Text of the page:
However, it remains a long row to hoe. Our shop remains packed to the brim with materials associated not with building furniture but rather with building a home. In the place of walnut and bubinga is pvc and rolls of copper wiring. For several months the shop was totally without power and the very limited furniture work we did was faced with deep challenges as a result. Those challenges and are why we have postponed doing any more work until the shop is fully able to produce the quality we and our customers have come to expect.

Even these challenges can not temper the excitement we have regarding the future of Frostbite Furniture. While the shop was down and our family was in building mode we made the decision to greatly expanded our building adding nearly 1000 sq feet of office and production space. This addition features space dedicated to growing the refinishing portion of our business as well as allowing us to venture further into some upholstery work. In addition to this we have brought in a major tooling upgrade to our shop that I will be unveiling later. It is a very exciting time for us!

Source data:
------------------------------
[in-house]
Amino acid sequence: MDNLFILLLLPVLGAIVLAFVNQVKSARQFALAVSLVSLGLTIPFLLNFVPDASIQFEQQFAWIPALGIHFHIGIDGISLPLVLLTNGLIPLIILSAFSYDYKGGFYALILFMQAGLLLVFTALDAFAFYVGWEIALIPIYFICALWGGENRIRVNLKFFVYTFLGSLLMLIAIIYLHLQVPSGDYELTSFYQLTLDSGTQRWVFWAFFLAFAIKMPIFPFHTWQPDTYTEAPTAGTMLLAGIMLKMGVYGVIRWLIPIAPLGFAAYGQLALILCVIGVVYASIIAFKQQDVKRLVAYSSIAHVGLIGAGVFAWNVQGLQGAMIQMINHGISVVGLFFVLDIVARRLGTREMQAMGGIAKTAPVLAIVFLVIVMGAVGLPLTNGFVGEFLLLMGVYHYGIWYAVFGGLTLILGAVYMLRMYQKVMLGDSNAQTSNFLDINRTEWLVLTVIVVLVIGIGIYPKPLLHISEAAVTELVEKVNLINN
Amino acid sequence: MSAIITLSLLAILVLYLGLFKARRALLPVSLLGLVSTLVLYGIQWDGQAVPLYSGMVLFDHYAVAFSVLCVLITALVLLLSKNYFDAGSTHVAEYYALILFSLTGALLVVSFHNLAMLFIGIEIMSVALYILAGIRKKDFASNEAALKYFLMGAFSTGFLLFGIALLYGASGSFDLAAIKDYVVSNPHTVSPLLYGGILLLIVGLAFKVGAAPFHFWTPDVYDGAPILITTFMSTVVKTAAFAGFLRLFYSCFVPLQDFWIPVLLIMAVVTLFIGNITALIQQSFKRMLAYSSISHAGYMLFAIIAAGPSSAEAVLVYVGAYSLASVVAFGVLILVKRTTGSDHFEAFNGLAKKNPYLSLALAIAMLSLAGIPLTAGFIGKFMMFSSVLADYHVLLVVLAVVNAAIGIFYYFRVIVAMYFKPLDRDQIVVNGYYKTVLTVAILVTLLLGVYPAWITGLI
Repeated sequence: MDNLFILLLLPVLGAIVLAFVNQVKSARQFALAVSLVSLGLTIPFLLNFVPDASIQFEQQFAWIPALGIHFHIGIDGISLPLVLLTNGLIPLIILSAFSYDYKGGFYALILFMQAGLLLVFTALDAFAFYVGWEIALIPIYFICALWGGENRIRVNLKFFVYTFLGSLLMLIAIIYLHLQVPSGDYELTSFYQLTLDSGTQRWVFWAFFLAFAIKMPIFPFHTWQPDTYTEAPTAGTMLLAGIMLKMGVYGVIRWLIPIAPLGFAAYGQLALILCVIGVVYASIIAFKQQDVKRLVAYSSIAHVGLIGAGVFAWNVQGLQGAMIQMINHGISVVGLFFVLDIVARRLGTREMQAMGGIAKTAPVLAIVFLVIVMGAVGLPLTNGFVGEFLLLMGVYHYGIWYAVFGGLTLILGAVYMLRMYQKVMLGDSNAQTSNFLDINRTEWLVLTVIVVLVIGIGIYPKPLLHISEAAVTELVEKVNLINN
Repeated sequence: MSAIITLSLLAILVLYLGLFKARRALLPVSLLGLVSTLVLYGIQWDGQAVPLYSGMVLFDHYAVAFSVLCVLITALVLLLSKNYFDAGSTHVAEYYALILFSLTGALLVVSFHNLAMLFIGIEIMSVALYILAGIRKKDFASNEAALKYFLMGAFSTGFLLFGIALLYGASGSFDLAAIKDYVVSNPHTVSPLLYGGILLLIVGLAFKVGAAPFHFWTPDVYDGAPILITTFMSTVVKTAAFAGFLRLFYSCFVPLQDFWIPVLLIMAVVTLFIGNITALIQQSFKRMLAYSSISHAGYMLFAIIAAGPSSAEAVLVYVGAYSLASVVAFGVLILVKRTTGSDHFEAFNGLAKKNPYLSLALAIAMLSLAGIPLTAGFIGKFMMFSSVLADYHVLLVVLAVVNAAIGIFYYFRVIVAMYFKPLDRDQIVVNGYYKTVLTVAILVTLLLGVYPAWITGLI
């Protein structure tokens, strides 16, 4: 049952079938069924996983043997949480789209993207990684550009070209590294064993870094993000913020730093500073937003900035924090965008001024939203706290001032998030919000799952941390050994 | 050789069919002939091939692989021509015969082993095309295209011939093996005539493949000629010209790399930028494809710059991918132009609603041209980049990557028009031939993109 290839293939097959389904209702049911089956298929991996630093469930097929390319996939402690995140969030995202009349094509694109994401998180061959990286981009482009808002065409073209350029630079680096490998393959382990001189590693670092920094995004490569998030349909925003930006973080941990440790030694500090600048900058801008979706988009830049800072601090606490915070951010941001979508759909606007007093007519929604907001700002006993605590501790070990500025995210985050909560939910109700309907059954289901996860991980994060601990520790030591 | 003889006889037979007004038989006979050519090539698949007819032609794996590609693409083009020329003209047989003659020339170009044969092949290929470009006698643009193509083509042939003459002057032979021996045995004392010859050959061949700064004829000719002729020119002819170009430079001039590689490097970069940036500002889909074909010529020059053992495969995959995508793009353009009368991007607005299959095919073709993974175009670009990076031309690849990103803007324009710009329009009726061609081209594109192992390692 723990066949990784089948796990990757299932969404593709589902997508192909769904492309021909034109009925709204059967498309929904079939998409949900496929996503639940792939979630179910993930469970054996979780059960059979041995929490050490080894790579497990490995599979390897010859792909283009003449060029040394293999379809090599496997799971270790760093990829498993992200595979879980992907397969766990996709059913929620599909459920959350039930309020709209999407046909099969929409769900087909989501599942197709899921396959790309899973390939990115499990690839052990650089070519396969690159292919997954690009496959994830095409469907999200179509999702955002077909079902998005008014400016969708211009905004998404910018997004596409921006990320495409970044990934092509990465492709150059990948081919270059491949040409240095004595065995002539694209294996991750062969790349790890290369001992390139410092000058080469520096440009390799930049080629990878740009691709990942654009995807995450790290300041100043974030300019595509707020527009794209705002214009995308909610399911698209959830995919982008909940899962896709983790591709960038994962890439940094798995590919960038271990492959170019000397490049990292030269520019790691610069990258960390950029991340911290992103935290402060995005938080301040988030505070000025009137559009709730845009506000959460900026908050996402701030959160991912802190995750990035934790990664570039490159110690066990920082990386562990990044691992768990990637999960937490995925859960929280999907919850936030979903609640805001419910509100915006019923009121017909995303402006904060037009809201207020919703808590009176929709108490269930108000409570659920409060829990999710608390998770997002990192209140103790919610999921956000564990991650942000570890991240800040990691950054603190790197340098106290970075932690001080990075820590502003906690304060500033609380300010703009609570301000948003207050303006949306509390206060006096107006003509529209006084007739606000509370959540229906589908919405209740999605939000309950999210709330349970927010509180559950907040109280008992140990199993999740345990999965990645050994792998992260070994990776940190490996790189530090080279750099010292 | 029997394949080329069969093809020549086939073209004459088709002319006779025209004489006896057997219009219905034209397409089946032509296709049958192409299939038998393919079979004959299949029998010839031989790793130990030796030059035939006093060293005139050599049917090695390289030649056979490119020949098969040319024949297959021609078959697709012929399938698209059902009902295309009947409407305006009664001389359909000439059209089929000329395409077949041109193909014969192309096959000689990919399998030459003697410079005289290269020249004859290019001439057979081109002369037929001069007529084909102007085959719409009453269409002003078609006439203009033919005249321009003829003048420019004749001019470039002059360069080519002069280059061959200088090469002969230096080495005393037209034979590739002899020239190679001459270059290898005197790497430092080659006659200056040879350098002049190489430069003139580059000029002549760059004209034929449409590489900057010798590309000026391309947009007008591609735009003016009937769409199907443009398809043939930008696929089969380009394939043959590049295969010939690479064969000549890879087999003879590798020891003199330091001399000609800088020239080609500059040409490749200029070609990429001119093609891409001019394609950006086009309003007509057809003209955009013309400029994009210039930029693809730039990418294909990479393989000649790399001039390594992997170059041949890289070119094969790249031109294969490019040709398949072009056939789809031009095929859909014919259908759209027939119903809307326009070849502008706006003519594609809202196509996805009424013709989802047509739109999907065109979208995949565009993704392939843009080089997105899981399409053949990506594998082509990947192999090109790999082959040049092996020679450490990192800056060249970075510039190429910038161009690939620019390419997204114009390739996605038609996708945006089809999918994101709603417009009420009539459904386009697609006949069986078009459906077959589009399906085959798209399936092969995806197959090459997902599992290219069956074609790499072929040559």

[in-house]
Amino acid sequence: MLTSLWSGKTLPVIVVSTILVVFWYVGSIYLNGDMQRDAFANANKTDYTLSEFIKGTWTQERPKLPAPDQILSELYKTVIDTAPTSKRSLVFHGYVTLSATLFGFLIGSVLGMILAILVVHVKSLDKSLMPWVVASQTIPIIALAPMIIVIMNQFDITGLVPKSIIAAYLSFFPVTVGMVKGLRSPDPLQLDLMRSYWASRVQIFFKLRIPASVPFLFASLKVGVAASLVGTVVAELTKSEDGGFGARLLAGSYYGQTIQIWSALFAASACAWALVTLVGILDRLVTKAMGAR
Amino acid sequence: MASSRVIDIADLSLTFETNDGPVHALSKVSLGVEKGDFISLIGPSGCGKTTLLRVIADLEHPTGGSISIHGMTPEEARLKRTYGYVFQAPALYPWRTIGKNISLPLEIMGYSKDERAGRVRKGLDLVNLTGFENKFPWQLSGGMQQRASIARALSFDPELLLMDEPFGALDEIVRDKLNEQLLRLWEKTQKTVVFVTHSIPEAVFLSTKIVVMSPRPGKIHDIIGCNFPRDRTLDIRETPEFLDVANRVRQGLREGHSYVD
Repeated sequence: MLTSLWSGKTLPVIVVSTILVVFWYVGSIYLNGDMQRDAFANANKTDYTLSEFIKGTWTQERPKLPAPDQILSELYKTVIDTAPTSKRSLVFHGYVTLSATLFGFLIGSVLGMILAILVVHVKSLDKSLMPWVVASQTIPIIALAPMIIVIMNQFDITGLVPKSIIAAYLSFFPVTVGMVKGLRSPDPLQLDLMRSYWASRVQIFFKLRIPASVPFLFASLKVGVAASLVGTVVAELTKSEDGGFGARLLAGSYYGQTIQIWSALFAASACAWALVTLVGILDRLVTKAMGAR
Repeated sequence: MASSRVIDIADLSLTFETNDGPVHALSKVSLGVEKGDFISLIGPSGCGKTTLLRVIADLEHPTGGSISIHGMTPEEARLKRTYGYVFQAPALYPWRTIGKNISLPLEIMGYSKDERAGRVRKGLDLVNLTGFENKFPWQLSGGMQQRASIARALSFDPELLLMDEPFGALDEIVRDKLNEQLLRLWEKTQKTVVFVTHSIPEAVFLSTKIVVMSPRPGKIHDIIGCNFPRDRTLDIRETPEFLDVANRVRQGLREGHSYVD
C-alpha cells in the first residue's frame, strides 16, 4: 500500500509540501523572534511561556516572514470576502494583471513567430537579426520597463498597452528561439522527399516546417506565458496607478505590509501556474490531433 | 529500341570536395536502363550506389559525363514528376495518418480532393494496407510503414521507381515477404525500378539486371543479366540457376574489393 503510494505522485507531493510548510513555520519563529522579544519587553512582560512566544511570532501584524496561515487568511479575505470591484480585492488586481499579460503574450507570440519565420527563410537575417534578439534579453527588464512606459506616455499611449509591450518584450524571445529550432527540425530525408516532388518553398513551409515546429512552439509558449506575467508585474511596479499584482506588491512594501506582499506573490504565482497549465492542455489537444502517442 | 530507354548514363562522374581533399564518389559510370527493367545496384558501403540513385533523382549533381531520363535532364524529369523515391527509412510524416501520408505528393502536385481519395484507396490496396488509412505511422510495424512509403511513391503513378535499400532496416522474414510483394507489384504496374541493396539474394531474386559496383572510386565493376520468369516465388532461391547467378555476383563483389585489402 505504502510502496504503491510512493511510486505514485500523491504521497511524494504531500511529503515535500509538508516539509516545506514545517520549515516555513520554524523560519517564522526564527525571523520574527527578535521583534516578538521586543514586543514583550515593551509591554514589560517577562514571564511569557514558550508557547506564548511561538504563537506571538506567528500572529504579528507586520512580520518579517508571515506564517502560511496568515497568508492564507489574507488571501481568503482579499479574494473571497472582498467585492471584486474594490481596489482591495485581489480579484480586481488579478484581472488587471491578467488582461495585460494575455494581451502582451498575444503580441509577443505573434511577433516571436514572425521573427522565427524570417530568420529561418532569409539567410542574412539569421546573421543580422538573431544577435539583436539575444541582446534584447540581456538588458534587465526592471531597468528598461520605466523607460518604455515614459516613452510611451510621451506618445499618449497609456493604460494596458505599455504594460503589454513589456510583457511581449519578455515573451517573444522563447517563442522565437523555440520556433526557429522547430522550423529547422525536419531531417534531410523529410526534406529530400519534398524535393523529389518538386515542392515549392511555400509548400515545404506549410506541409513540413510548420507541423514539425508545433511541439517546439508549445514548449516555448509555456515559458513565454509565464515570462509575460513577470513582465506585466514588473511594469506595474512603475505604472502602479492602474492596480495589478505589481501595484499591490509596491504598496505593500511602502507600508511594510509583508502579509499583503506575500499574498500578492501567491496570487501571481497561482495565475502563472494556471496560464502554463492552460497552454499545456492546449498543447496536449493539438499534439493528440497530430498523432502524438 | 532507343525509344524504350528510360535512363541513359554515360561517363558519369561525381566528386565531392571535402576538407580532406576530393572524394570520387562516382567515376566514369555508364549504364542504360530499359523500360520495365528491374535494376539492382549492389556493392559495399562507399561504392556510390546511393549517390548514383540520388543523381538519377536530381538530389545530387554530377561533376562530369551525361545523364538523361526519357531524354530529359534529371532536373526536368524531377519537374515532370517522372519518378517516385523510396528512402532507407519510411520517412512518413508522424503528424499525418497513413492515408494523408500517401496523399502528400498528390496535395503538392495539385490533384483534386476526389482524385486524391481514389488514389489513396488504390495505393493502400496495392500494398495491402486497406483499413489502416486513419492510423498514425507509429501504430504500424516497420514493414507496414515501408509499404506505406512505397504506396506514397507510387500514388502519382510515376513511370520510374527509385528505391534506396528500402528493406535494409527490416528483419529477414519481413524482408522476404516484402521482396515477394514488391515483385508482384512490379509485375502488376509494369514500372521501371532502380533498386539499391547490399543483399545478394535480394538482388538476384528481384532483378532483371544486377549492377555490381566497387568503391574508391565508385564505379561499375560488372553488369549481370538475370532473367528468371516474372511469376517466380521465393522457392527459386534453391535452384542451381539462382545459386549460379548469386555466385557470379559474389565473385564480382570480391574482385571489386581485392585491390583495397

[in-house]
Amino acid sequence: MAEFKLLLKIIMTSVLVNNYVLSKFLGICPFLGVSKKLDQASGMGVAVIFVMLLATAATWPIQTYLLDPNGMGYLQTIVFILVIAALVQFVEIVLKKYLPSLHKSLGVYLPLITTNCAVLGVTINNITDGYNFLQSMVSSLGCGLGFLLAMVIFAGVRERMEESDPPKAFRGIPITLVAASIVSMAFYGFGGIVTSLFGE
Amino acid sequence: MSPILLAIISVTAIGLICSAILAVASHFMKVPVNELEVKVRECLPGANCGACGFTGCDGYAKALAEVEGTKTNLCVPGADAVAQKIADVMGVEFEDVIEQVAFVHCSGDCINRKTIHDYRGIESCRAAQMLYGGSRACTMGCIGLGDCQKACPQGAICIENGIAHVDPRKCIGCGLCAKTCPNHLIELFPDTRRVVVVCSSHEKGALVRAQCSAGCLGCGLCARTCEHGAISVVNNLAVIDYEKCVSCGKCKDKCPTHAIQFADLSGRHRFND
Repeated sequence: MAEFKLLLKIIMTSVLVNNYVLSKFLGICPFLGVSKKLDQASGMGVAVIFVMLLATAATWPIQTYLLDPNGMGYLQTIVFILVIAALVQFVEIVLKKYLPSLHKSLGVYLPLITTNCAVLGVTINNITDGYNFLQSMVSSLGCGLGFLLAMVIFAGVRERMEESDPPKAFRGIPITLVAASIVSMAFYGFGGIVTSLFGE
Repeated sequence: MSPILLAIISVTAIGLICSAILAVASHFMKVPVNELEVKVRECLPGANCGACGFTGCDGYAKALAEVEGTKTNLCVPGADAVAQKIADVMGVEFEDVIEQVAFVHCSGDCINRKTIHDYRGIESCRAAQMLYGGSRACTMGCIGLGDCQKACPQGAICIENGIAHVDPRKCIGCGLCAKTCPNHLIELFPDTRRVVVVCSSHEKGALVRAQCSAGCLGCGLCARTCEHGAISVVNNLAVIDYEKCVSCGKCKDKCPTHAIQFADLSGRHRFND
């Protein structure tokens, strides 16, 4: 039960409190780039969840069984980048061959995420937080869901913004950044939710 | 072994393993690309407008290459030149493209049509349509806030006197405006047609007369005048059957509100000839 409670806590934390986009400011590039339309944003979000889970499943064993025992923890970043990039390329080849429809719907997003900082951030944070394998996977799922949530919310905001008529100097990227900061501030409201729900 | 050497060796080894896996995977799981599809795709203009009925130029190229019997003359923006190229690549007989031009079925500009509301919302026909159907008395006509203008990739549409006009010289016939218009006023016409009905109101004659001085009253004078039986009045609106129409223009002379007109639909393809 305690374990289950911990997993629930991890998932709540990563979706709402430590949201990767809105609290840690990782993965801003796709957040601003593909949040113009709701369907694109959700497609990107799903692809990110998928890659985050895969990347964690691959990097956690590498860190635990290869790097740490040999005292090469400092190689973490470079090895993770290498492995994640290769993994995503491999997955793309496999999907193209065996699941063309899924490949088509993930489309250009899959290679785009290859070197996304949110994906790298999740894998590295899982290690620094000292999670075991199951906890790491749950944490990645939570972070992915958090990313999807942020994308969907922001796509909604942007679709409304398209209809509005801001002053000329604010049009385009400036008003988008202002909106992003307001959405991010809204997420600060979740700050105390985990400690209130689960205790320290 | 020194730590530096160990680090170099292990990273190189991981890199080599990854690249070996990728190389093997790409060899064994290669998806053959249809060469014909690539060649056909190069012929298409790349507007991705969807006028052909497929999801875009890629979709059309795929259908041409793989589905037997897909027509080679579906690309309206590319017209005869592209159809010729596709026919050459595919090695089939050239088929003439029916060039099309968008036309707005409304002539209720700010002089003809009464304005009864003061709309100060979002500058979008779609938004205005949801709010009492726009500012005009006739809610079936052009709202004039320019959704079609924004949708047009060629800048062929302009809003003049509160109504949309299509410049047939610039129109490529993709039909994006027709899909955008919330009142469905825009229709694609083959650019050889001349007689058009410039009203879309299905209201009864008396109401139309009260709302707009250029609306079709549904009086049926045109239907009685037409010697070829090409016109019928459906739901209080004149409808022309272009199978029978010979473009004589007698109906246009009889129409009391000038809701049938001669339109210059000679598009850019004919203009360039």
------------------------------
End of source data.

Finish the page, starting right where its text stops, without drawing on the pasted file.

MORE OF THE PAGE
We are also having the orders start to stack up. Chairs, shelving, specialty stools, and more are all on the docket awaiting their time in the shop. This is in addition to gearing up for the upcoming show season. While we may not be producing yet we soon will be so now is the time to get your order on the list!

I’ll leave you with a sneak peak at one of our shop upgrades; our new station for laser etching. We believe our new setup will be faster, more efficient, and will give us greater flexibility for meeting custom requests. Be sure to check back often as I plan to continue a show and tell of sorts with our many shop and business upgrades.

Thanks and enjoy